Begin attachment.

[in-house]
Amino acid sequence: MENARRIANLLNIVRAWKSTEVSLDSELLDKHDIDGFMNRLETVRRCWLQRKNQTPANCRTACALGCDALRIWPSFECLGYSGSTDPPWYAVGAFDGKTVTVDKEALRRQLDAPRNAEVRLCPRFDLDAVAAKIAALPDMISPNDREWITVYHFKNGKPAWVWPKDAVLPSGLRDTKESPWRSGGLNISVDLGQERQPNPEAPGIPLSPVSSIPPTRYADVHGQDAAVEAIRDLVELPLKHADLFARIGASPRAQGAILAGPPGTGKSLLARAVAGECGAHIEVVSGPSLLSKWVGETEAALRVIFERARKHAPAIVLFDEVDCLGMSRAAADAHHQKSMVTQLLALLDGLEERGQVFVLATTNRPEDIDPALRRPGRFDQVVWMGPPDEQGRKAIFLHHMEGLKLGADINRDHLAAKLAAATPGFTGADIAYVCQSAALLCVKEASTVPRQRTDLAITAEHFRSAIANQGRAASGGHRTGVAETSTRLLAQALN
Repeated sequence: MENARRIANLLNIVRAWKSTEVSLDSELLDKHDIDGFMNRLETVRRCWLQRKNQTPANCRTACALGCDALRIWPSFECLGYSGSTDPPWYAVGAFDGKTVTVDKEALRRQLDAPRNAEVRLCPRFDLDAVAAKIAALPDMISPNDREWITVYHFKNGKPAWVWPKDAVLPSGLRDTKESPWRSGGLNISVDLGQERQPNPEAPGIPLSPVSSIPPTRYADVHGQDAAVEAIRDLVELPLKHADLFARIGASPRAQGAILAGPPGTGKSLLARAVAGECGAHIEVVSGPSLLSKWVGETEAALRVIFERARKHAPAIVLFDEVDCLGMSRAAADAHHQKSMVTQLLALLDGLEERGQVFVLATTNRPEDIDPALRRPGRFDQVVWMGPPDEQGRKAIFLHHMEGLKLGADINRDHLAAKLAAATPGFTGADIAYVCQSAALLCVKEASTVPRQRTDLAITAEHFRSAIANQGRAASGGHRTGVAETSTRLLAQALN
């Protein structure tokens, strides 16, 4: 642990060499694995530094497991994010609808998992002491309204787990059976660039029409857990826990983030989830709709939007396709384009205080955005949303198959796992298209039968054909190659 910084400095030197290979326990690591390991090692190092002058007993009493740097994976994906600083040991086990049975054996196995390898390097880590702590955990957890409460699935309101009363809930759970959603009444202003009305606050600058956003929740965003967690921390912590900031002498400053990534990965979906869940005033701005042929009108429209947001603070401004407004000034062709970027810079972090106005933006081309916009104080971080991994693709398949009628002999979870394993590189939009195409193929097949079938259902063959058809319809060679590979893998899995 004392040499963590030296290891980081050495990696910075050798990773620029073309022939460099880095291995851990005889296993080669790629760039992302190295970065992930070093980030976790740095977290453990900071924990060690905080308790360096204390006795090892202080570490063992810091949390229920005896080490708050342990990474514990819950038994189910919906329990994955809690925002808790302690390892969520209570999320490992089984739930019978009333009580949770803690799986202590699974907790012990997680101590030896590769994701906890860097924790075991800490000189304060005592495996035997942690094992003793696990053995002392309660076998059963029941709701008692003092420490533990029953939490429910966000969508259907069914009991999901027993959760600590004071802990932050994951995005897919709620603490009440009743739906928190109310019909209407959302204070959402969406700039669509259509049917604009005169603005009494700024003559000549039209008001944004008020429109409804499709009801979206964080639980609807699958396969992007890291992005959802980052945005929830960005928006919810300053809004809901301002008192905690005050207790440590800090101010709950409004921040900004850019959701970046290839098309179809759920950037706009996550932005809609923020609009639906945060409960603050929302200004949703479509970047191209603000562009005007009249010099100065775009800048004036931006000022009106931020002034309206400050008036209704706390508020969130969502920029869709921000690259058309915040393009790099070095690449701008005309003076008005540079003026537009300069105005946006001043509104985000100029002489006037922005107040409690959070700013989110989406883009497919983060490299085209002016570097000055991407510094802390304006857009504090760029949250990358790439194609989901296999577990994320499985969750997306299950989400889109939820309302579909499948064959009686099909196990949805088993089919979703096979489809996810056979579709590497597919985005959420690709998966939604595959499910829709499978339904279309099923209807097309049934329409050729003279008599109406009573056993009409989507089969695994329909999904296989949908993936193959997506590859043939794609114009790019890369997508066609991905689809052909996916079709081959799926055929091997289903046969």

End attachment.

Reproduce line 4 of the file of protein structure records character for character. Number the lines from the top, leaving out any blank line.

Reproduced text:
């Protein structure tokens, strides 16, 4: 642990060499694995530094497991994010609808998992002491309204787990059976660039029409857990826990983030989830709709939007396709384009205080955005949303198959796992298209039968054909190659 910084400095030197290979326990690591390991090692190092002058007993009493740097994976994906600083040991086990049975054996196995390898390097880590702590955990957890409460699935309101009363809930759970959603009444202003009305606050600058956003929740965003967690921390912590900031002498400053990534990965979906869940005033701005042929009108429209947001603070401004407004000034062709970027810079972090106005933006081309916009104080971080991994693709398949009628002999979870394993590189939009195409193929097949079938259902063959058809319809060679590979893998899995 004392040499963590030296290891980081050495990696910075050798990773620029073309022939460099880095291995851990005889296993080669790629760039992302190295970065992930070093980030976790740095977290453990900071924990060690905080308790360096204390006795090892202080570490063992810091949390229920005896080490708050342990990474514990819950038994189910919906329990994955809690925002808790302690390892969520209570999320490992089984739930019978009333009580949770803690799986202590699974907790012990997680101590030896590769994701906890860097924790075991800490000189304060005592495996035997942690094992003793696990053995002392309660076998059963029941709701008692003092420490533990029953939490429910966000969508259907069914009991999901027993959760600590004071802990932050994951995005897919709620603490009440009743739906928190109310019909209407959302204070959402969406700039669509259509049917604009005169603005009494700024003559000549039209008001944004008020429109409804499709009801979206964080639980609807699958396969992007890291992005959802980052945005929830960005928006919810300053809004809901301002008192905690005050207790440590800090101010709950409004921040900004850019959701970046290839098309179809759920950037706009996550932005809609923020609009639906945060409960603050929302200004949703479509970047191209603000562009005007009249010099100065775009800048004036931006000022009106931020002034309206400050008036209704706390508020969130969502920029869709921000690259058309915040393009790099070095690449701008005309003076008005540079003026537009300069105005946006001043509104985000100029002489006037922005107040409690959070700013989110989406883009497919983060490299085209002016570097000055991407510094802390304006857009504090760029949250990358790439194609989901296999577990994320499985969750997306299950989400889109939820309302579909499948064959009686099909196990949805088993089919979703096979489809996810056979579709590497597919985005959420690709998966939604595959499910829709499978339904279309099923209807097309049934329409050729003279008599109406009573056993009409989507089969695994329909999904296989949908993936193959997506590859043939794609114009790019890369997508066609991905689809052909996916079709081959799926055929091997289903046969």